An “ill” logical PWM control


[James] recently finished up a gigantic seven segment display for Nottingham Hackerspace, and although it looks great, the display isn’t the interesting part. The PWM dimmer control implemented in logic is the true head-turner. That’s right: this is done without a programmable controller.

Unsatisfied with the lack of difficulty he faced when slapping together the rest of the electronics, [James] was determined to complicate the auto-dimmer by foregoing all sensible routes. He started by building an 8-bit timer made from a 555 timer fed into a 12-bit 4040 counter. He then used an 8-bit ADC IC to read a photoresistor. The outputs from both the ADC and from the scratch-built 8-bit timer plug into an 8-bit comparator; If the values match, the comparator outputs LOW for a single clock period.

Though this set the groundwork for PWM control, [James] had to add a couple of additional logic gates into the mix to nail everything down. You can find a diagram and the details behind flip-flopping out a duty cycle on his project blog. Clever builds like this one are a rarity when a few lines of code and a microcontroller can give you numerous shortcuts. [James] doesn’t recommend that you over-engineer your PWM controller, but we’re glad he did.  Meanwhile, Moore’s Law marches on; check out what people are doing with Low-Energy Bluetooth these days.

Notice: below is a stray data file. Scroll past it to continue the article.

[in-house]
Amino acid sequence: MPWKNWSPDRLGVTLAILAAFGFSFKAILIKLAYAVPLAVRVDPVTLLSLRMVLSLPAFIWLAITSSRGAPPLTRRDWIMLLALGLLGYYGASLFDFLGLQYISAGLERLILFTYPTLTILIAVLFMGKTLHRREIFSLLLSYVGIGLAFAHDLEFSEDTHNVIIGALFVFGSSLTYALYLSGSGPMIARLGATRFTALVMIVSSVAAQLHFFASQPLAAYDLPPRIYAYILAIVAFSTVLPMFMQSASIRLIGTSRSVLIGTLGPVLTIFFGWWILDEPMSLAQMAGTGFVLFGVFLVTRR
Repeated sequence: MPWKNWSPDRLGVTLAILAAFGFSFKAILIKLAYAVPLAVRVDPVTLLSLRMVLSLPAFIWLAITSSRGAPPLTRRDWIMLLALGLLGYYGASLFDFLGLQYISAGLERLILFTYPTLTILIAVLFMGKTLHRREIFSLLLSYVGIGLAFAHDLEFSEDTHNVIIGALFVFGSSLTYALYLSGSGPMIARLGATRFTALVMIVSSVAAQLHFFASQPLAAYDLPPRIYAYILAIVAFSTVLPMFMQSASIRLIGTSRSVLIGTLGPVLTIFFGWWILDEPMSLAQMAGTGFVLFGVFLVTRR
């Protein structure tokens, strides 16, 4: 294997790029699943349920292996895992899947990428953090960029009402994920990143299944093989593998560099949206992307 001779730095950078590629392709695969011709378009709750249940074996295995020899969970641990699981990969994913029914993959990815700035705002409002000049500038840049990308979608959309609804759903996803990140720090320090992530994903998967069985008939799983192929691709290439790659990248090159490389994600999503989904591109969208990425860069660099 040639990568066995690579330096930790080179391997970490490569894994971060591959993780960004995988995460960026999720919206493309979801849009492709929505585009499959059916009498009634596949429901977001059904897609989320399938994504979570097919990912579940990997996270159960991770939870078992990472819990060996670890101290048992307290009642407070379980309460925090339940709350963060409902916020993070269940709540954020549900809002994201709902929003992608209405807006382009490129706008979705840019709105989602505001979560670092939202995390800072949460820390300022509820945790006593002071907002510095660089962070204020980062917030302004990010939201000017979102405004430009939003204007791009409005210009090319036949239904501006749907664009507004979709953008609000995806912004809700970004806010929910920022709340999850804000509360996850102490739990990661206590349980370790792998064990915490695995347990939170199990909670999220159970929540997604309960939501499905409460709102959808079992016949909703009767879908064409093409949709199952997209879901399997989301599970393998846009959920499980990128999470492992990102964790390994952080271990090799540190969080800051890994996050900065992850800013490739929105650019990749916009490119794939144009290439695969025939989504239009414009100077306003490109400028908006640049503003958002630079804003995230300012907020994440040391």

1. agiop says:

    I’d be impressed if he had done it in SMD.

  2. cyberteque says:

    I’ve been using 2x 7492 counters, 2×7485 comparators with a 555 as the clock source since the 80’s!
    I saw the original circuit in an Elektor summer circuits.

    The big old lunar lander simulator I built that used old car speedometers for instrument displays used 3 of these to drive motors coupled to the cable drives.

    It is the simplest digital PWM known to human kind!

    • qwerty says:

      what about two schmitt trigger inverter gates and a bunch of resistors/capacitors? you can build 3 independent pwm generators out of a single chip with 6 gates such as the CD40106.

      • cyberteque says:

        it’s easy, cheap, you can put one together in a few minutes

        if you use 7490’s then you can have 0-99 in 1% increments

        but hey, whatever you have on hand at the time will do

  3. Sprite_tm says:

    …Or you can do PWM the old-fashioned way. Get a sawtooth wave generator (easy to do with an NE555) and use a comparator to compare this signal with the input voltage. PWM with only 2 8-pin ICs!

  4. Trui says:

    140 Hz is a bit slow for a small light source. You’ll get annoying flickering.

Leave a Reply

Fill in your details below or click an icon to log in: Logo

You are commenting using your account. Log Out / Change )

Twitter picture

You are commenting using your Twitter account. Log Out / Change )

Facebook photo

You are commenting using your Facebook account. Log Out / Change )

Google+ photo

You are commenting using your Google+ account. Log Out / Change )

Connecting to %s


Get every new post delivered to your Inbox.

Join 96,598 other followers